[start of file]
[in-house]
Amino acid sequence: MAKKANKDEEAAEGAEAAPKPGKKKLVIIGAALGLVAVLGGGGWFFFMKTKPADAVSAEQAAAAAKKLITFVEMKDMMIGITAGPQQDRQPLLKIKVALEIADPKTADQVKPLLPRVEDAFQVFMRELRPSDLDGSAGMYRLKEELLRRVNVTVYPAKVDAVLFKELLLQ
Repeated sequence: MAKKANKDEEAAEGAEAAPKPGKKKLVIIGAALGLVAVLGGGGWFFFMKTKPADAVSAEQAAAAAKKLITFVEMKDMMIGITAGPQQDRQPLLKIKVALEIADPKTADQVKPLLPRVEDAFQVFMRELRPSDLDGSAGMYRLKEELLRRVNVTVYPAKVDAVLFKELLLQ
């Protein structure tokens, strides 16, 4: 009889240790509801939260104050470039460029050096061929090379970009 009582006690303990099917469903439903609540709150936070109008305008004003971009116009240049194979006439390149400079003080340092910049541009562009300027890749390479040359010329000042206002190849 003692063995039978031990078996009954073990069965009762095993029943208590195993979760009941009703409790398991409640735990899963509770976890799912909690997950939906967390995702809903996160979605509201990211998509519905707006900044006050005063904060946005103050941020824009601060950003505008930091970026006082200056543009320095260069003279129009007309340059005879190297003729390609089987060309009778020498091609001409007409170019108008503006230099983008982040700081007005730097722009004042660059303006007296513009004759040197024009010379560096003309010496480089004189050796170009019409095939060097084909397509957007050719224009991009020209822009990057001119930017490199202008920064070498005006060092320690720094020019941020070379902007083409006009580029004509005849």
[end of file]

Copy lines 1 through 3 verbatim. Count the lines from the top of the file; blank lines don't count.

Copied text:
[in-house]
Amino acid sequence: MAKKANKDEEAAEGAEAAPKPGKKKLVIIGAALGLVAVLGGGGWFFFMKTKPADAVSAEQAAAAAKKLITFVEMKDMMIGITAGPQQDRQPLLKIKVALEIADPKTADQVKPLLPRVEDAFQVFMRELRPSDLDGSAGMYRLKEELLRRVNVTVYPAKVDAVLFKELLLQ
Repeated sequence: MAKKANKDEEAAEGAEAAPKPGKKKLVIIGAALGLVAVLGGGGWFFFMKTKPADAVSAEQAAAAAKKLITFVEMKDMMIGITAGPQQDRQPLLKIKVALEIADPKTADQVKPLLPRVEDAFQVFMRELRPSDLDGSAGMYRLKEELLRRVNVTVYPAKVDAVLFKELLLQ